Some writers we know write about the future: William Gibson, Margaret Atwood, Octavia Butler, Philip K. Dick, Ursula Le Guin. We expect them to find insights about how humans might live. But what about someone like Marguerite Duras, an influential post-war French novelist and filmmaker? She had important things to say about the 20th century. What might she say about the future?
Photonics researcher Antoine Wojdyla stumbled across an interview with Duras from September 1985 in the French magazine Les Inrocks. Struck by Duras' perspective on technology and deception, he translated the article out of the goodness of his heart and sent it to me. It's strange and remarkable, an uncanny interpretation of our present.
I read her statement as a kind of pre-answer to Google and wearables and the quantified self. When former Google CEO Eric Schmidt told the Wall Street Journal in 2010, "I actually think most people don't want Google to answer their questions. They want Google to tell them what they should be doing next." That's what Duras means when she says, "In the 2000s, there will only be answers."
In any case, here's Duras as translated by Wojdyla:
In the 2000s, there will be only answers. The demand will be such that there will only be answers. All texts will be answers, in fact. I believe that man will be literally drowned in information, in constant information. About his body, his corporeal future, his health, his family life, his salary, his leisure.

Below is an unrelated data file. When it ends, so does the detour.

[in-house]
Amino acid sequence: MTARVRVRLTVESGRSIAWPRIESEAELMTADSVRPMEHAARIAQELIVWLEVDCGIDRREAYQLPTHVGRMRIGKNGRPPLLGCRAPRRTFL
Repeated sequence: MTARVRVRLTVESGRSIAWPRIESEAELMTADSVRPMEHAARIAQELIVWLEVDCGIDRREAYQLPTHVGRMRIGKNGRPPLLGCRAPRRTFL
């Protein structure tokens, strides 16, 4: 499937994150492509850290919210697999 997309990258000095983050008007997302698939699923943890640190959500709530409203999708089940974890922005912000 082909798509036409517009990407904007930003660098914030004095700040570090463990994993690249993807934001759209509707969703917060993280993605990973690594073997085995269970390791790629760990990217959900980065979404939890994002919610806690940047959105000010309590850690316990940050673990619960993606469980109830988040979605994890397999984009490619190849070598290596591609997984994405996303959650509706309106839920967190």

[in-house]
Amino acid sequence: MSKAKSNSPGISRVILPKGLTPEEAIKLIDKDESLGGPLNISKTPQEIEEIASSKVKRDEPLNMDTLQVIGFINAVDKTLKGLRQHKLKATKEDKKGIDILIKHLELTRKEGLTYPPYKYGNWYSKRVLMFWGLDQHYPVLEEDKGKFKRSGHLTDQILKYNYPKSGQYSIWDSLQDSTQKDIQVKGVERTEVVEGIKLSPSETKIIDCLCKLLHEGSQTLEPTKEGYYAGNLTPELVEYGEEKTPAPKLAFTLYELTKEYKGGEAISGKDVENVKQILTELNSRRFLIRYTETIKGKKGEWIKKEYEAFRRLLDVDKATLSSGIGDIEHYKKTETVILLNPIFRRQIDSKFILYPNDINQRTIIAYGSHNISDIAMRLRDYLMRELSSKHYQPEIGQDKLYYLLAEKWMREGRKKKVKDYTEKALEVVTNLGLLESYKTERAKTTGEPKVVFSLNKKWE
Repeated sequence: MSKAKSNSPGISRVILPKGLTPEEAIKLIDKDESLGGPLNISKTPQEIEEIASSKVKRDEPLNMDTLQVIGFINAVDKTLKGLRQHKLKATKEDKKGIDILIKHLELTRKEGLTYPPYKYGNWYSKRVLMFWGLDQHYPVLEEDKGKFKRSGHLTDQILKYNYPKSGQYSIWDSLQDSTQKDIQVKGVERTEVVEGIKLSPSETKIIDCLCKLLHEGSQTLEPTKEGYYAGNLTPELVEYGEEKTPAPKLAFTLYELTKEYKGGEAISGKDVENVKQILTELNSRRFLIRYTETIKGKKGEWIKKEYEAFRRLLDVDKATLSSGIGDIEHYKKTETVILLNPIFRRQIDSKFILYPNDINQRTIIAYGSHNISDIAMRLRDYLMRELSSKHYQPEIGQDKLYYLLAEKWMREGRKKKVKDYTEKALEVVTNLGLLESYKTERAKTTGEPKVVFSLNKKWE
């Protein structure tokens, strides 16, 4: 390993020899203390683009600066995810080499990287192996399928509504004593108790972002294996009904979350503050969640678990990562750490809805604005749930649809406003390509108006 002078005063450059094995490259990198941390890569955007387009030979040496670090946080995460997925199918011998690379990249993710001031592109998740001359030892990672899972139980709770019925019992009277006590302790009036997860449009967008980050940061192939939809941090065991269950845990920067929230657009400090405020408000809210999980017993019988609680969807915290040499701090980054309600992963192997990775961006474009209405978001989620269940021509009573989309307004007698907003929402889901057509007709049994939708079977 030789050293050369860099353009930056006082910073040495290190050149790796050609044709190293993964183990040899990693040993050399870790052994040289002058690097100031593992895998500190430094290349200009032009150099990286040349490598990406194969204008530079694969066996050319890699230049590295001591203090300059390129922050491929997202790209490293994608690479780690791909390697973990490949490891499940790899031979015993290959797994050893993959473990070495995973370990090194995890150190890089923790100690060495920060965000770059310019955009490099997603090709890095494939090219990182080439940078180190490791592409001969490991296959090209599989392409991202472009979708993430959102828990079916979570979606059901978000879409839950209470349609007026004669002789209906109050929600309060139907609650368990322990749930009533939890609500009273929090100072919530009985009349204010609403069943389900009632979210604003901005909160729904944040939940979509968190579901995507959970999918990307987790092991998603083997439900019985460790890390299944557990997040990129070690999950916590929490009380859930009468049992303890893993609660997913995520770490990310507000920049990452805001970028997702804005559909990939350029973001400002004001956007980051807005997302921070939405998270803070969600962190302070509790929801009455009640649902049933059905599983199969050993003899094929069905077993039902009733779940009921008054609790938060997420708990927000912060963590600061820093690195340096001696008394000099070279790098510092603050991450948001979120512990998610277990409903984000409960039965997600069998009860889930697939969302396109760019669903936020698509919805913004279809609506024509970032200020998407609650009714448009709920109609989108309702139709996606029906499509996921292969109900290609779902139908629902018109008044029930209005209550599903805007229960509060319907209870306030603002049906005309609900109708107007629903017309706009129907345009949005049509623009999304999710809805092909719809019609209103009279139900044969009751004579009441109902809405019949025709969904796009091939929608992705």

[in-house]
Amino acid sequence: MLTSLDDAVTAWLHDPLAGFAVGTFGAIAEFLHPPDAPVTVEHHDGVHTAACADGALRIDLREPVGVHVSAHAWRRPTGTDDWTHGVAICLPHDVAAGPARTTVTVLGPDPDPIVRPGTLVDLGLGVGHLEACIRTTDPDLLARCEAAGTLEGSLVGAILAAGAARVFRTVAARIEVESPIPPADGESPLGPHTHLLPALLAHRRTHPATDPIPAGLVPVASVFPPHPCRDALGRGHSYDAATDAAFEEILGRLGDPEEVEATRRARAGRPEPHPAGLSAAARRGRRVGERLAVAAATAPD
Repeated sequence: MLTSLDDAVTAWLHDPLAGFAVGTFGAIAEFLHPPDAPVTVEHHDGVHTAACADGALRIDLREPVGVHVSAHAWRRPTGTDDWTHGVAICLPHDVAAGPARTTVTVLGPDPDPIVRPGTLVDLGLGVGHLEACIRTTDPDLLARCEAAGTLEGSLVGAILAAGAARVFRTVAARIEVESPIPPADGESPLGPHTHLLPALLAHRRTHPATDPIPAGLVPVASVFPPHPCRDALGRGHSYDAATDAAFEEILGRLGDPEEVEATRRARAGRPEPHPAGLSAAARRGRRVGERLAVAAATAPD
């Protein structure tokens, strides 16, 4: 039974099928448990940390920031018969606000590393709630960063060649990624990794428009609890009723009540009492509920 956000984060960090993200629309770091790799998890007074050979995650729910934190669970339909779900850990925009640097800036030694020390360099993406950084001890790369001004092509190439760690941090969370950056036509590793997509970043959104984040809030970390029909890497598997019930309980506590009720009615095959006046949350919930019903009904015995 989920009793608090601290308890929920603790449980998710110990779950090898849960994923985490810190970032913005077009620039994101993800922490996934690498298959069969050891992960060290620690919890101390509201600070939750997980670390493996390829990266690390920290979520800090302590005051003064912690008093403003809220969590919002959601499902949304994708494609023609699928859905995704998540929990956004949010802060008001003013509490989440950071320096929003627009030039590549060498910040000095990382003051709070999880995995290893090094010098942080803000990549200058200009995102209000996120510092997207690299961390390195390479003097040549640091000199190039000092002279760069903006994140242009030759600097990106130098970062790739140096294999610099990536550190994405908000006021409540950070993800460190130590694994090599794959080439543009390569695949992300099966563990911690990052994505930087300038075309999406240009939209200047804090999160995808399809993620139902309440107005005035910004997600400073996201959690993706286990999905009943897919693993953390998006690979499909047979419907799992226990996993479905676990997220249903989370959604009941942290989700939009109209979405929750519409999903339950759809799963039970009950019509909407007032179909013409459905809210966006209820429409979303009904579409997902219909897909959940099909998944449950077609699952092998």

It's not far from a nightmare. There will be nobody reading anymore.
They will see television. We will have screens everywhere, in the kitchen, in the restrooms, in the office, in the streets.
Where will we be? When we watch television, where are we? We're not alone.
We will no longer travel, it will no longer be necessary to travel. When you can travel around the world in eight days or a fortnight, why would you?
In traveling, there is the time of the travel. Traveling is not seeing things in a rapid succession, it's seeing and living in the same instant. Living from the travel, that will no longer be possible.
Everything will be clogged, everything will have been already invested.
The seas will remain, nevertheless, and the oceans.
And reading. People will rediscover that. A man, one day, will read. And everything will start again. We'll encounter a time where everything will be free. Meaning that answers, at that time, will be granted less consideration. It will start like this, with indiscipline, a risk taken by a human against himself. The day where he will be left alone again with his misfortunes, and his happiness, only that those will depend on himself.
Maybe those who will get over this misstep will be the heroes of the future.
It's very likely, let's hope there will be some left…